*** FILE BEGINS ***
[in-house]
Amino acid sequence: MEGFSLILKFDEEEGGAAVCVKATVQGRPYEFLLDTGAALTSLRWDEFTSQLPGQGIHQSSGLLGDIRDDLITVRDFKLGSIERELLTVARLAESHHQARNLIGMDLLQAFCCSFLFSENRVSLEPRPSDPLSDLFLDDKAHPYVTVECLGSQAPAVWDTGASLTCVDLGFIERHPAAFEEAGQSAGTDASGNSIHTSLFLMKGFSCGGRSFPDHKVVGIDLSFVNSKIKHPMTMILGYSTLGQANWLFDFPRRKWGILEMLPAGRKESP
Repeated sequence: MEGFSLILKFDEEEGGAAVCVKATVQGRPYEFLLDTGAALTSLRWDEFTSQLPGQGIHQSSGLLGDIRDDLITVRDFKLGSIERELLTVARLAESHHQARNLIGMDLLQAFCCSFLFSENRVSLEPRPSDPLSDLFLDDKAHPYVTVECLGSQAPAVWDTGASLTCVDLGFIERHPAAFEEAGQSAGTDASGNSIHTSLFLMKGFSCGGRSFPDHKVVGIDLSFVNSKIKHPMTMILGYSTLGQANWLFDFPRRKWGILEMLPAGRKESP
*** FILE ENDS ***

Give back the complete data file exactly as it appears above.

[in-house]
Amino acid sequence: MEGFSLILKFDEEEGGAAVCVKATVQGRPYEFLLDTGAALTSLRWDEFTSQLPGQGIHQSSGLLGDIRDDLITVRDFKLGSIERELLTVARLAESHHQARNLIGMDLLQAFCCSFLFSENRVSLEPRPSDPLSDLFLDDKAHPYVTVECLGSQAPAVWDTGASLTCVDLGFIERHPAAFEEAGQSAGTDASGNSIHTSLFLMKGFSCGGRSFPDHKVVGIDLSFVNSKIKHPMTMILGYSTLGQANWLFDFPRRKWGILEMLPAGRKESP
Repeated sequence: MEGFSLILKFDEEEGGAAVCVKATVQGRPYEFLLDTGAALTSLRWDEFTSQLPGQGIHQSSGLLGDIRDDLITVRDFKLGSIERELLTVARLAESHHQARNLIGMDLLQAFCCSFLFSENRVSLEPRPSDPLSDLFLDDKAHPYVTVECLGSQAPAVWDTGASLTCVDLGFIERHPAAFEEAGQSAGTDASGNSIHTSLFLMKGFSCGGRSFPDHKVVGIDLSFVNSKIKHPMTMILGYSTLGQANWLFDFPRRKWGILEMLPAGRKESP